BaGu Sushi & ThaiBaGu Sushi & Thai

4741 Chicago Ave. S.

Minneapolis, MN 55409

(612) 823-5254



Sunday - Thursday 5:00 pm - 9:00 pm

Friday - Saturday 5:00 pm - 9:30 pm

It’s a small house and for 6:00 on a Friday night it is already full. The front seats around 40 at banqueted tables lining either side and there is room for 4 at the sushi bar across the back. A small room off the side at the back on the way to the restrooms seats 8. We sat on the banquette at the front table next to the host stand. The crowd is South Minneapolis – flannel, blue jeans, mostly couples and about a third families with children. A steady stream of people with baby carriers squeezed through the door trying to procure a table. With no room to wait, the host got their cell number and directed them to the Town Hall Tap across the street on the next block. You can also wait at the nearby Adrian’s Bar and Grill. The host promised to call when a table opened up. Bagu has an equally vigorous take-out business and a continual parade of green jacketed Bite Squad crewmen jockeyed their large insulated black bags up to the sushi bar to pick up delivery orders.

The place has a certain funky charm and authenticity. The wire wall sculptural pieces along the sidewalls look like they were designed by Robert Irvine on a bad day while the red and white plastic tile across the back evokes an anime theme or perhaps some Hello Kitty hangover. You can fit exactly 3 people behind the Sushi Bar and 2 if anyone is cutting fish. Uplighting behind the banquettes, under the Sushi Bar and above the dropped ceiling suggest the kind of eerie greenish fluorescent light one finds in a Japanese working class realist film. The setting sun blasts through the front door causing everyone seated at the banquettes to shield their eyes with their hands. There is a small altar hanging from the wall behind the host stand.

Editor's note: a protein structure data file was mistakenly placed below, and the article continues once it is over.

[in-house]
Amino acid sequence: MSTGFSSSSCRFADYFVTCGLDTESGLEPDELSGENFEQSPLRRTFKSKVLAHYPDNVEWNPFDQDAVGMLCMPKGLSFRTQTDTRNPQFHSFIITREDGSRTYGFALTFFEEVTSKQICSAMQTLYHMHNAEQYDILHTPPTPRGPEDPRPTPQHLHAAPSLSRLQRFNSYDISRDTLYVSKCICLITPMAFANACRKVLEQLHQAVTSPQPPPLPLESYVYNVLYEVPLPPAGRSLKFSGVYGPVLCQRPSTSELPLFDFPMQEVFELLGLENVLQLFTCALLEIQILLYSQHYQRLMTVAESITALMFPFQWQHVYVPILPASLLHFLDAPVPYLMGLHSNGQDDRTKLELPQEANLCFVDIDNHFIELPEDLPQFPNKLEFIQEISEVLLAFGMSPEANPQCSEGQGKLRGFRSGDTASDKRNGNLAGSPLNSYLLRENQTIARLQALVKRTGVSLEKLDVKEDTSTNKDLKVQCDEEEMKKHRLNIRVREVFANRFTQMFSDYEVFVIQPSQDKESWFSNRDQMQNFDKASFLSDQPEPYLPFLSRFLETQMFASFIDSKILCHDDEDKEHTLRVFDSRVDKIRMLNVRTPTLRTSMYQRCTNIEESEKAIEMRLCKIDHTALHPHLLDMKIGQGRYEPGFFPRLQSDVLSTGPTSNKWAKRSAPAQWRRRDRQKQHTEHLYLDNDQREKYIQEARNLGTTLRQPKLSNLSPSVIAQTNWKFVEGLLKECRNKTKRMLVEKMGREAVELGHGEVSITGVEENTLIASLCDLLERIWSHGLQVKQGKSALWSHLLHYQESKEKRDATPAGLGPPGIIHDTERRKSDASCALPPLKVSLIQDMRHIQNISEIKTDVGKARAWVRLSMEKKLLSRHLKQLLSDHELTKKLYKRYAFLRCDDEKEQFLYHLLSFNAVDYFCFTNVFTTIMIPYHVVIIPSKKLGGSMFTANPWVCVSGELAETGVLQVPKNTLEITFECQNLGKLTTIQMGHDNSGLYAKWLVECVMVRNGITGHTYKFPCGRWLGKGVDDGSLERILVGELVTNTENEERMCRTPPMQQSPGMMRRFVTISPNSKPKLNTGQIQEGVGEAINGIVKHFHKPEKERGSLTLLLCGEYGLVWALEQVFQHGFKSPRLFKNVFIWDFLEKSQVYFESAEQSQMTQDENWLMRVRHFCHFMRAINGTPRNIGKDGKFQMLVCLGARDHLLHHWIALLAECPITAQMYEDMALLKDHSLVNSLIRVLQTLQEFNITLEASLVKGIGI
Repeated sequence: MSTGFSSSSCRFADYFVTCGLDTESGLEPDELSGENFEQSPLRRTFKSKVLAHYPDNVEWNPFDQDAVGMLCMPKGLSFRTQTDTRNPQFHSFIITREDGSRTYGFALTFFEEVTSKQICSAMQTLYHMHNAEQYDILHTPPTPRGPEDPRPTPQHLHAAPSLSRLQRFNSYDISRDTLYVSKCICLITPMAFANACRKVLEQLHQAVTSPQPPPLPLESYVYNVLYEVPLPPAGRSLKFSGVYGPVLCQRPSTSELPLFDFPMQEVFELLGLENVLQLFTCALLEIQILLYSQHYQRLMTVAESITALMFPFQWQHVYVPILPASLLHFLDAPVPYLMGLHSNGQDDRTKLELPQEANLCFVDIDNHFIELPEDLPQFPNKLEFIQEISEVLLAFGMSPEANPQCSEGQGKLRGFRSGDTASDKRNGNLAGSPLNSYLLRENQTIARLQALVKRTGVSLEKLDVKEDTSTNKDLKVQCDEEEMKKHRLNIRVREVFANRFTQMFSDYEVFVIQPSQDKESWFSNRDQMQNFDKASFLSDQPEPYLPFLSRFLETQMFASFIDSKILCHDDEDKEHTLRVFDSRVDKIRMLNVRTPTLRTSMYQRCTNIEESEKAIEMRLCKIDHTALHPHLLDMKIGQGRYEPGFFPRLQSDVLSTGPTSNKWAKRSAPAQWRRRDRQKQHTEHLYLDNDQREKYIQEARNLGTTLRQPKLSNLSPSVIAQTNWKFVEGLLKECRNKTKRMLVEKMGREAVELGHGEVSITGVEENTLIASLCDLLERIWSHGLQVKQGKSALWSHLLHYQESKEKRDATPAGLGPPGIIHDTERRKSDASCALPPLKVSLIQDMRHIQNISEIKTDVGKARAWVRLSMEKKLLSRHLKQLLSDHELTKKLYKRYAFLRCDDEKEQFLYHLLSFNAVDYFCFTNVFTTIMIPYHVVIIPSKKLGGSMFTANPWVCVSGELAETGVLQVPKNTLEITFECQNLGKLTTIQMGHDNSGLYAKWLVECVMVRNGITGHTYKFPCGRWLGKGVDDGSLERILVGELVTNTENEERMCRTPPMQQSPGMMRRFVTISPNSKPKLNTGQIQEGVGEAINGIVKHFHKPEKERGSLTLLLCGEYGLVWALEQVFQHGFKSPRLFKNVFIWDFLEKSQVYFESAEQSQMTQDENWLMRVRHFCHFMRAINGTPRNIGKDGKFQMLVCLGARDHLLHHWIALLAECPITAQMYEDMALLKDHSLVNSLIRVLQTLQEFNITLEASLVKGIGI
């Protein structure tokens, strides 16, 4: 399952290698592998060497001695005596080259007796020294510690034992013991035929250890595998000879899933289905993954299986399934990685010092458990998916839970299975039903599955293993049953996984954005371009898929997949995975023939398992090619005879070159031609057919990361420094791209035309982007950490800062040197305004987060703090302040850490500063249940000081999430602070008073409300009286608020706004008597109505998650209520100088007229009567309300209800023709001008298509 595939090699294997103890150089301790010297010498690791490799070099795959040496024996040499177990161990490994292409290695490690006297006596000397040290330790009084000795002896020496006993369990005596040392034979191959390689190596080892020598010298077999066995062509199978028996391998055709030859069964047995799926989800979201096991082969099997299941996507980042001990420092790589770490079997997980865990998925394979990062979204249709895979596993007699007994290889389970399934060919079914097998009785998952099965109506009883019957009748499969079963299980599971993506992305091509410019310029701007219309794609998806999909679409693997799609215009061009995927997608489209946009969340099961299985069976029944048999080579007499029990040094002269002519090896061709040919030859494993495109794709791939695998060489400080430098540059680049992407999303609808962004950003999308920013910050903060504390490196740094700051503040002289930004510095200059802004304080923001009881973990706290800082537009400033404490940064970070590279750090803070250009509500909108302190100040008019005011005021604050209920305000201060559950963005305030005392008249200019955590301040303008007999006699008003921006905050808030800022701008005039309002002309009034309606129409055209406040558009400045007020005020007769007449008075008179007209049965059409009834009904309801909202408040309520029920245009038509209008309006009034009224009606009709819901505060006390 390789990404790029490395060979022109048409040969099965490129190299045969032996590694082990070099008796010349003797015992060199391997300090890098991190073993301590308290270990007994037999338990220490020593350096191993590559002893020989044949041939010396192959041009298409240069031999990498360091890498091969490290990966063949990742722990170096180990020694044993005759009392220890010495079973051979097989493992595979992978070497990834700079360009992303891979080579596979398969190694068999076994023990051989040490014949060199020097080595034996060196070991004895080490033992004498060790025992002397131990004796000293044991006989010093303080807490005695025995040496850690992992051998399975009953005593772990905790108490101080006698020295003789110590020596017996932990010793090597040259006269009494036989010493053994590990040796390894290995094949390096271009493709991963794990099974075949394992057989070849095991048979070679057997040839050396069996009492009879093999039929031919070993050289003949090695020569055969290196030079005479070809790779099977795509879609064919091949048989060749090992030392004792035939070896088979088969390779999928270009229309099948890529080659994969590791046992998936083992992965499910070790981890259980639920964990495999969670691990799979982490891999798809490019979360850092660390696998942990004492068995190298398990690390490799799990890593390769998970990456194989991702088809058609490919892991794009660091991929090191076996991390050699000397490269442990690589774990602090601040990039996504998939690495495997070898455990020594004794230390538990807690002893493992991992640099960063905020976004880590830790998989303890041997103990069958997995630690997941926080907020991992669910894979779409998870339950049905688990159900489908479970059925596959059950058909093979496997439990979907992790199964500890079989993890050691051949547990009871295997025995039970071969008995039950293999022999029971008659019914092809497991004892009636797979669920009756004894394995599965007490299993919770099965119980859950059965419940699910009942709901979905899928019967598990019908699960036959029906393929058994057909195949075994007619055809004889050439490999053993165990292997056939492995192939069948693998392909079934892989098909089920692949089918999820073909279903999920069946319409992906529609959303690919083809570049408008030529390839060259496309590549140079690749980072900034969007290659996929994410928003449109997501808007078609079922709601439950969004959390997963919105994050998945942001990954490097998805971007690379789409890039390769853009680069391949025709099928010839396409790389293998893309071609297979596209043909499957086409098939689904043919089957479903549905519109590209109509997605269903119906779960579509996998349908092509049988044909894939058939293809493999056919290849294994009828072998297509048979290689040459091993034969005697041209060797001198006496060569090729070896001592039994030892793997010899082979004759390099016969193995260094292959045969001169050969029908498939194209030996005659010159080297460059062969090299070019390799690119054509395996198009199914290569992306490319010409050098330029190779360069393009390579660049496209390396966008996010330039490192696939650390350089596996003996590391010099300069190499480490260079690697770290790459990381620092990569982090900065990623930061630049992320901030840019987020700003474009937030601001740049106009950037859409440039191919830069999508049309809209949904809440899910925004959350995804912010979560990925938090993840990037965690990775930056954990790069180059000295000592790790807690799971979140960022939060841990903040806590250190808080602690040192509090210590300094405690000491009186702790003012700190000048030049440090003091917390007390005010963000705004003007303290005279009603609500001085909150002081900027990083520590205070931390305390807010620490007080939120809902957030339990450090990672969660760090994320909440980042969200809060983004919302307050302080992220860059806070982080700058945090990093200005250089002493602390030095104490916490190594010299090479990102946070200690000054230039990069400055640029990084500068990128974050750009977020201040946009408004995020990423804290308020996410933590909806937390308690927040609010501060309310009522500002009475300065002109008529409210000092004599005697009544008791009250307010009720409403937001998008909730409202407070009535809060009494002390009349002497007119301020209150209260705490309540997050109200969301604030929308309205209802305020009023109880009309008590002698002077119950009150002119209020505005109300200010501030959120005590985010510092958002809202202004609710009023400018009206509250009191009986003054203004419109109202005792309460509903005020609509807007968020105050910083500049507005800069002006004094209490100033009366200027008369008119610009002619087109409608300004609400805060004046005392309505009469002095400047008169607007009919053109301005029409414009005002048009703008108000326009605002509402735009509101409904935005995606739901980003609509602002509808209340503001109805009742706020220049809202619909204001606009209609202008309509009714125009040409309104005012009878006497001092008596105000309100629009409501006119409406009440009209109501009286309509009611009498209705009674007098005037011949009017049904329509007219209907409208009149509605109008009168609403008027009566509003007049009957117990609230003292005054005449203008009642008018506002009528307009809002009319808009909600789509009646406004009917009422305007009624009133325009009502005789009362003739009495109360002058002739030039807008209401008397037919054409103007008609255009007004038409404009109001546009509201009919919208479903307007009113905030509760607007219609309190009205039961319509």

They had about 10 hot and 10 cold appetizers. We started with shrimp and vegetable tempura and gyoza. The tempura, although lukewarm, was excellently cooked and seasoned. Gyoza – pan-fried pork dumplings – is gyoza and is generally pretty much the same across the Twin Cities. Several of the appetizers provoked enough interest to ensure a return trip. There is a cooked octopus salad with thinly sliced cucumber – Tako Sunomono – that looked very good as did the Korean spinach. Along with the house salad there is a seaweed salad, a salmon skin salad and a couple of interesting sounding Thai soups. The Japanese entrees include Shushi and Sashimi platters, Shrimp Tempura, Salmon Teriyaki, and Chicken Katsu. Bagu also offers a selection of beef, chicken and shrimp Thai dishes (curry, sweet and sour, and stir fry).

They serve wine and beer. The beer selection includes all the usual suspects (Kirin, Sapporo, Asahi, New Castle Brown Ale, Stella, etc.), a couple of Thai beers, a seasonal Summit (Frost Line Rye) and two offerings from Hitachino Nest. I had the Hitachino Nest XH (extra high), a strong Belgian Ale aged in distilled Sake barrels. The guy running the front of the house is a big craft beer fan and was very happy about both the Summit and the Hitachino.
The Maki and Nigiri are priced similarly to other Twin City’s sushi bars with the same base selection and a dozen or so special chef Maki. Nancy ordered Suzuki (Striped Bass), Unagi (fresh water eel), Sake (Salmon), Mutsu (escolar), and a California roll. I had Unagi, Sake, Saba (mackerel), Suzuki, Tobiko (flying fish roe) with wasabi and a spicy tuna roll.

The Nigiri rice was too cold – it should be body temperature. Instead it was the same temperature as the fish (the fish was appropriately 40o – 45o F) and the rice was a little hard. It might have been better had we sat at the Sushi Bar. The Maki (California roll and Spicy tuna rolls) was quite good. The Tobiko was one of those life altering super spicy experiences not for the faint of heart with horseradish heat permeating your entire sinus cavity and flashing out your eyes and ears. Review 3-13-14


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